When recession hit London just over two years ago, Clive Schlee, the chief executive of the popular sandwich bar chain Pret a Manger, reacted by cutting the price of his stores' filter coffee to 99p (Dh5.83) a cup. It was enough to bring back many Pret customers who had resorted to making their own sandwiches from home.
Since then, coffee prices have soared, and wheat, milk, meat and egg prices have followed. According to the UN, food prices are at a 21-year-high and are set to rise further. But Pret is sticking to its 99p coffee.
"Food prices are a problem, of that there is no doubt. But we can't just demand that our suppliers cut their prices. We can't and won't blackmail them," Mr Schlee says. So far, so ethical.
But the rising cost of food is putting many food manufacturing businesses and restaurants, as well as households, under pressure in the developed world. In the developing world, the impact of high food prices can be fatal.
Data from the Organisation for Economic Co-operation and Development put UK food inflation at 6.3 per cent, well ahead of the average of 2.1 per cent for the Group of 7 nations. Karen Ward, a senior global economist at HSBC, believes such increases cannot be borne for long.
"Even in the developed world, I think we have very, very low wage growth, so people aren't getting more in their pay packet to compensate them for food and energy [rises], and I think we could see social unrest, certainly in parts of the developed world and the UK as well."
Soaring food prices have played a part in the sudden uprisings in Egypt, Tunisia and Libya. According to the Associated Press, about 40 per cent of Egyptians struggle along at the World Bank-set poverty level of less than US$2 (Dh7.34) per day. Analysts estimate food price inflation in Egypt is currently at an unsustainable annual 17 per cent.
Back in the UK, food costs have gone up for eight months in a row, with the National Farmers Union forecasting the trend will continue for the rest of this year.
Wheat has almost doubled in price over the past six months, and rising demand has caused the cost of sugar to rise by 14 per cent over the past 12 months. Arabica coffee has increased by 125 per cent in a year.
Several factors are contributing to the rising price of foodstuffs across the world. There is a link between high food prices and the escalating cost of crude oil - especially in a country such as UK, which now imports much of its food.
Increasingly, though, some foodstuffs are actually substitutes for energy itself. If crops can be used to replace fuel, a link between energy prices and food prices is created.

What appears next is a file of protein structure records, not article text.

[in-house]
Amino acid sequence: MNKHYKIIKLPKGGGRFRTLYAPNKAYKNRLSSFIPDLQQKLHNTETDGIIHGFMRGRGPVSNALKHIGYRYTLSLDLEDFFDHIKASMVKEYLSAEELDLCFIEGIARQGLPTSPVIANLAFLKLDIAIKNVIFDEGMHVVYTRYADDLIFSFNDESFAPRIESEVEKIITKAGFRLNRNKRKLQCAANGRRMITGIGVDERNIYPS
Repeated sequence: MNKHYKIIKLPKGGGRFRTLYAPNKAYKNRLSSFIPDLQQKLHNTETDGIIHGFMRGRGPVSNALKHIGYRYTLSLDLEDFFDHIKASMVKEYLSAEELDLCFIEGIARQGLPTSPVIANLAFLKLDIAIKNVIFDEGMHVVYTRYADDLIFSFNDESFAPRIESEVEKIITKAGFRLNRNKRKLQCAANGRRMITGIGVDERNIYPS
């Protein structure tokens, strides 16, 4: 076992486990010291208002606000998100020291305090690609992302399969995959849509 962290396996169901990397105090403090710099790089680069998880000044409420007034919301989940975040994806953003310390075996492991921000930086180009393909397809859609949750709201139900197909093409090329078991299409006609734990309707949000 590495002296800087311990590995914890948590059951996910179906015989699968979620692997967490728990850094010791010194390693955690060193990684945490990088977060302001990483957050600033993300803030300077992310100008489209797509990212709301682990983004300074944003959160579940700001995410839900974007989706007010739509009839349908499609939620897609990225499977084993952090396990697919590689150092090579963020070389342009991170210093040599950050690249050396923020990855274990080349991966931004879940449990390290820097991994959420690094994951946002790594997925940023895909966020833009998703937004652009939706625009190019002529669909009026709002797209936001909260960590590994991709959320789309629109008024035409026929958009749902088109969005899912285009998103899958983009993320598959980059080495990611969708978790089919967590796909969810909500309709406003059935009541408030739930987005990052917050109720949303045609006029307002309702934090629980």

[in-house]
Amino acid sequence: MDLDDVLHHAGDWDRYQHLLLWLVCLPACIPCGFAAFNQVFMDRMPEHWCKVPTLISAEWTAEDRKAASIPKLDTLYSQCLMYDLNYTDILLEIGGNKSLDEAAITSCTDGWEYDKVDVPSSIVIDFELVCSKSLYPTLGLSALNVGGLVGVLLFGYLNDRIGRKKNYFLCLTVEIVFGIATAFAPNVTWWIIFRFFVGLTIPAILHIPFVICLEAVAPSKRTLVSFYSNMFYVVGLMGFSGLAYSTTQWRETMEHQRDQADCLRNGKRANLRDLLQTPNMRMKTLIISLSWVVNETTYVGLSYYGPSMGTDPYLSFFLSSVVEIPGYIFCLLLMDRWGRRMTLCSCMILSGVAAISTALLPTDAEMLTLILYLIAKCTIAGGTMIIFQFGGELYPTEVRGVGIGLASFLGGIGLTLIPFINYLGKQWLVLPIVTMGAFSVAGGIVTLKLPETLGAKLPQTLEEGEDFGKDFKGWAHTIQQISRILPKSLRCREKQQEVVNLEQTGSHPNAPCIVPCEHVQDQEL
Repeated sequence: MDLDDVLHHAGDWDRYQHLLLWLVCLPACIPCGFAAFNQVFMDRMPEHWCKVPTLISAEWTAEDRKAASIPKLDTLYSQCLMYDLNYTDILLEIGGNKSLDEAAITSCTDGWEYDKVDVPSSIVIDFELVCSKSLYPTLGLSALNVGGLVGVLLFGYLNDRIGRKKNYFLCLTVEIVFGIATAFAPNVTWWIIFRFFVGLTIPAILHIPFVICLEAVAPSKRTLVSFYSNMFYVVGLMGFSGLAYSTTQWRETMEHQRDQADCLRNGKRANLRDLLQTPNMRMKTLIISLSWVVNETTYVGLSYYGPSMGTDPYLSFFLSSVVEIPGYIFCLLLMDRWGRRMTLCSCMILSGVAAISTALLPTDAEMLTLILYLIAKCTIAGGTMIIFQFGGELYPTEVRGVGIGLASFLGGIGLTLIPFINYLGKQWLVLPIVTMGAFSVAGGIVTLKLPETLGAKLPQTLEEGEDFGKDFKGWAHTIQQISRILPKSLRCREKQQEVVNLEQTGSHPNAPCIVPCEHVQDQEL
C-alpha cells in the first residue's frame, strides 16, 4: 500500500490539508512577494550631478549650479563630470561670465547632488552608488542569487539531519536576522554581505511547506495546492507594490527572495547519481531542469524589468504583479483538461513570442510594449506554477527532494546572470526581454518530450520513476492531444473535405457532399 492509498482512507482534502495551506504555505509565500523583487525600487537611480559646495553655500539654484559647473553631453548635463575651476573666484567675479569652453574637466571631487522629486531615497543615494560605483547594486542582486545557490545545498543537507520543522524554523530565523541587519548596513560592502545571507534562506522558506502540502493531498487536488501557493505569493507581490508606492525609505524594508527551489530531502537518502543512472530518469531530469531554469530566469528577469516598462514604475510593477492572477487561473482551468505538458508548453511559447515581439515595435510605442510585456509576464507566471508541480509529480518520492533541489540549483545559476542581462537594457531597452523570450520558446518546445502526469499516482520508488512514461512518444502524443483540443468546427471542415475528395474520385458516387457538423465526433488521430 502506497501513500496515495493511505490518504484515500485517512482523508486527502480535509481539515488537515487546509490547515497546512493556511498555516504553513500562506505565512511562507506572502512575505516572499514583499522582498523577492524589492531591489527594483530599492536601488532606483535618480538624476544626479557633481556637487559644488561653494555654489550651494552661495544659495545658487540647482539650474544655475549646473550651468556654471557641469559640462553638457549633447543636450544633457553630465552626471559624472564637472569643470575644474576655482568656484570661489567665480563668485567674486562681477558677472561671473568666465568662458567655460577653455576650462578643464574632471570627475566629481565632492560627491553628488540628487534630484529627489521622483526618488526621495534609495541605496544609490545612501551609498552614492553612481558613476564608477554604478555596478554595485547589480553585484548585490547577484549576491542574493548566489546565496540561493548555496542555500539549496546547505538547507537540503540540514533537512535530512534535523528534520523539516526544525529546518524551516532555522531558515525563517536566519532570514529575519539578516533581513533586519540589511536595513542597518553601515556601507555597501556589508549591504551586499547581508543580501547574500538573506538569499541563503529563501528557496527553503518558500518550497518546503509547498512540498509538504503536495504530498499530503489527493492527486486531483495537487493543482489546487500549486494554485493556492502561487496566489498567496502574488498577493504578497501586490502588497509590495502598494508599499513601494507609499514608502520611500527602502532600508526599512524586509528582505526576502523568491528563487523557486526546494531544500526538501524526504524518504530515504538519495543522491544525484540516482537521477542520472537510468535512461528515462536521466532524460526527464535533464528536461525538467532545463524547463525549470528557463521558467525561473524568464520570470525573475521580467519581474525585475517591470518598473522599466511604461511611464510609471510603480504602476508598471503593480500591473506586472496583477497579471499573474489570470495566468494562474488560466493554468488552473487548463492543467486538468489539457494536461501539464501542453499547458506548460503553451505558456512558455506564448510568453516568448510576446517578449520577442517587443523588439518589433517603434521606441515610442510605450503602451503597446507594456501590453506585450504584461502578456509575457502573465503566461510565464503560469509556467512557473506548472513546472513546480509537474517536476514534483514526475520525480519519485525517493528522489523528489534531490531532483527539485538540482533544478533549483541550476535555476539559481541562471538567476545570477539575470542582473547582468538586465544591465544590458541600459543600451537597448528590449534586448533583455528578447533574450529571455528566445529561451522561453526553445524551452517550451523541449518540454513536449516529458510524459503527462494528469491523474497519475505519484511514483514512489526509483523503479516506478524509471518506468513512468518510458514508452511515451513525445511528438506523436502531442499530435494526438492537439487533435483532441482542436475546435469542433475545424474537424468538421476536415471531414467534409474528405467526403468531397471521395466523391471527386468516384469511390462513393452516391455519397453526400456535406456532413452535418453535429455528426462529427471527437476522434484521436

Every year there is increasing demand for foodbecause of population growth and from economies such as China, where people are emulating the West by consuming more meat and milk products.
Extreme weather that has destroyed crops has also been partly to blame for the rising cost of basic foodstuffs.
The finger has also been pointed at the role of speculators, investors who have played the food commodity markets as they might the financial markets.
Paul Polman, the chief executive of the global food giant Unilever, has warned the situation is untenable. "One of the main things in food inflation is that it has attracted speculators for short-term profits at the expense of people living a dignified life," he said.
There is now more money being bet on the price of cocoa than the value of all the cocoa available. About 80 per cent of the trading in certain foods is now speculative rather than functional.
London's hedge funds have been accused in some quarters of being among the worst offenders in speculation. Anthony Ward, a hedge fund manager who owns 7 per cent of the world's cocoa supplies - or about 5 billion chocolate bars - is one who has achieved a degree of notoriety and a nickname - Choc Finger.
But the pressure to tighten regulation around commodities trading is growing. At the end of this month, the European Commission is due to release a report on commodities speculation. Publication of the original study was postponed when France lampooned its findings: that speculation had played no part in rising food prices.
The French are clear that speculators are compounding long-term price rises by creating short-term spikes and want regulations imposed quickly. US regulators are also taking action.
In London, the move will be resisted strongly by the financial community. But the government does not appear to be keen to take on this fight. Yet, as the public begins to link city traders' behaviour to the cost of its weekly grocery shopping, the chances are that public opinion will call for the British government to back tougher rules, too.